Pregnancy acne: How can you deal with it?

    Published 17 January 2023
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    Medically Reviewed by Dr. Holly Singletary, Dermatologist, Westlake Dermatology and Cosmetic Surgery, Texas, US
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    Pregnancy acne can be an unexpected part of pregnancy. To help you manage and safely treat acne, we break down its causes, as well as where it might show up, and the treatment options available.

    Pregnancy brings with it a whole host of changes to areas of the body that you may not expect. We’ve all heard of the pregnancy glow, but the miracle of creating new life can also involve some less favorable changes to your skin. 

    If you’re reading this article, you might be wondering: does pregnancy cause acne? For some women, the answer is a resounding yes, with pregnancy causing acne, pimples, and oily skin, just like you may have experienced growing up. This can be a frustrating but common symptom of pregnancy, thought to affect up to 42% of pregnant women. You could be more likely to experience it if you had acne before your pregnancy, and if you already have acne, it’s possible that pregnancy could make it worse.

    Not all acne treatments can be used when you’re expecting, so if you’re experiencing acne during pregnancy, it can be useful to know why and how to deal with it safely. With this in mind, we spoke to Dr. Nazaneen Homaifar, obstetrician and gynecologist, Washington, DC, US, to answer all our questions on acne during pregnancy.

    What causes pregnancy acne?

    Those pesky pregnancy hormones don’t just help you grow a baby; they can also affect your mind and body, including your skin. Your levels of progesterone and estrogen increase over the course of pregnancy, as do your levels of some androgens (male sex hormones).

    “Hormonal changes [during pregnancy] can increase the production of sebum (oil) and may contribute to pregnancy acne,” explains Dr. Homaifar. Essentially, acne is caused when the excess oil combines with dead skin cells and blocks hair follicles on your skin, creating blemishes. She adds that during pregnancy, there are also changes in the body’s immune response, which could contribute to acne.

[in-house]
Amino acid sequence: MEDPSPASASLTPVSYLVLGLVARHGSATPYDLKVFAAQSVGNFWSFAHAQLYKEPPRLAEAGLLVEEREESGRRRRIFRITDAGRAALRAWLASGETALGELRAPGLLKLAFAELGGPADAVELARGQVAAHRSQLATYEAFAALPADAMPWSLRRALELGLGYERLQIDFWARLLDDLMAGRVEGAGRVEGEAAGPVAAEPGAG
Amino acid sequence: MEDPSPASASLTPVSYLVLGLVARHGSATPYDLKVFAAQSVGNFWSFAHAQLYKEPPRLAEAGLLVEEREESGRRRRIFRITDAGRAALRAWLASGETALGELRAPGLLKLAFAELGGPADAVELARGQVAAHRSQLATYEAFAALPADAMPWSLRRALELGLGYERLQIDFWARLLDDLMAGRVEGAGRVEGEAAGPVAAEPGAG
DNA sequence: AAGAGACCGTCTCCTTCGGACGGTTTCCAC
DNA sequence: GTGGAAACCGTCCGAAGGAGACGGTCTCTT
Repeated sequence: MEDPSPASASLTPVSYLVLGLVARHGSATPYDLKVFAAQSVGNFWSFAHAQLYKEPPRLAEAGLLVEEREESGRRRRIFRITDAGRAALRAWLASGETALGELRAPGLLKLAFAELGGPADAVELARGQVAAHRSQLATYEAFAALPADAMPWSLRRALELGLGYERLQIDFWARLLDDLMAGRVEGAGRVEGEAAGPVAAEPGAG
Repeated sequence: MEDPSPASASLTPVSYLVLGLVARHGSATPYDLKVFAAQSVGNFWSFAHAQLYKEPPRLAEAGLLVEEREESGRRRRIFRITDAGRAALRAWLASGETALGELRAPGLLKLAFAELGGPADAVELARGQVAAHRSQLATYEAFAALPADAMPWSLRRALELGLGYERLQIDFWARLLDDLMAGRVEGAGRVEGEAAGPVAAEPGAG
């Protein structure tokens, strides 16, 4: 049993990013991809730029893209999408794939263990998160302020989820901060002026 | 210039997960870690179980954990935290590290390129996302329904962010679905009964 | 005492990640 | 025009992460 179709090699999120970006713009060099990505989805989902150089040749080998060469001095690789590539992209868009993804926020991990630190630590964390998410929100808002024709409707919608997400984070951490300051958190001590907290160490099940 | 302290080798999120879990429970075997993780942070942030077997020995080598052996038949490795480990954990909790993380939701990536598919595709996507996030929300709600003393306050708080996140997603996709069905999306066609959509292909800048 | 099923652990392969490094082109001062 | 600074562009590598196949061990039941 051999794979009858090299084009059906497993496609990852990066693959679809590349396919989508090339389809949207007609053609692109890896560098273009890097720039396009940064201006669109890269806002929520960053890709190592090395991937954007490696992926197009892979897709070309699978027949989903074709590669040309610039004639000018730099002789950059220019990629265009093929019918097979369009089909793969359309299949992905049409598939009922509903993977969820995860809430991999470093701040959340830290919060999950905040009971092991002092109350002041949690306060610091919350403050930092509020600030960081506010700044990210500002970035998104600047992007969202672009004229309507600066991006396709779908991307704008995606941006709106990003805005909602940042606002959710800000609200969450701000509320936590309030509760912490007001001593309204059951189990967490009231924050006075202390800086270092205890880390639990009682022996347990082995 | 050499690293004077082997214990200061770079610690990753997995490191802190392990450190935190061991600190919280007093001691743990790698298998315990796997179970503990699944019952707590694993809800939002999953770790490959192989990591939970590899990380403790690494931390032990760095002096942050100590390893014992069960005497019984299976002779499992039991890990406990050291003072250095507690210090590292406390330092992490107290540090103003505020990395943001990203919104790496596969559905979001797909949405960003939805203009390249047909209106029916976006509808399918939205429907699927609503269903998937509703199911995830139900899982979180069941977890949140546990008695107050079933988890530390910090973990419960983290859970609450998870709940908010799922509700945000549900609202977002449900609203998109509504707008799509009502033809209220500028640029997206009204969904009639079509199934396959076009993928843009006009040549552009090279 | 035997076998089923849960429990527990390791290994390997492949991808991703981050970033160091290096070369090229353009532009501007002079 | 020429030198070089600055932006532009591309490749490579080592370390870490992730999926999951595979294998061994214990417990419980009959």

One study found that pregnancy acne occurs mainly in women with a history of acne, with 90% of pregnant women with acne having experienced it before their pregnancy. “​​Patients with a history of acne are more prone to developing acne during pregnancy, but it can affect anyone and be unpredictable in nature,” says Dr. Homaifar. 

    When does pregnancy acne start?

    As with most things related to pregnancy, there is no “normal” time for pregnancy acne to start, as it can vary from person to person. Some women experience early pregnancy acne, while others develop it later. “It can start at any point in the pregnancy,” explains Dr. Homaifar.

    Similarly, the intensity of acne can also vary throughout pregnancy. “Some studies have found that acne improves during the first trimester but may worsen during the third trimester,” adds Dr. Homaifar. This could be due to the hormonal changes that occur during this time, specifically an increased amount of androgens. But of course, this pattern isn’t the same for everyone.

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    What does pregnancy acne look like?

    Pregnancy acne generally looks like regular acne. You might have comedones, which are small bumps that can be skin-colored or black (open comedones, known as blackheads) or white (closed comedones, known as whiteheads). You might also experience inflammatory papules and pustules (small red or pink bumps). These will show up in acne-prone areas such as the face, chest, shoulders, and/or back. These affected area(s) may also feel sensitive. 

    Unlike regular breakouts, however, during pregnancy, you may experience more inflammation (redness and swollen lesions) and more acne on the body. Try not to be too hard on yourself if you do experience this, and remember that it’s all part of the process of growing your baby.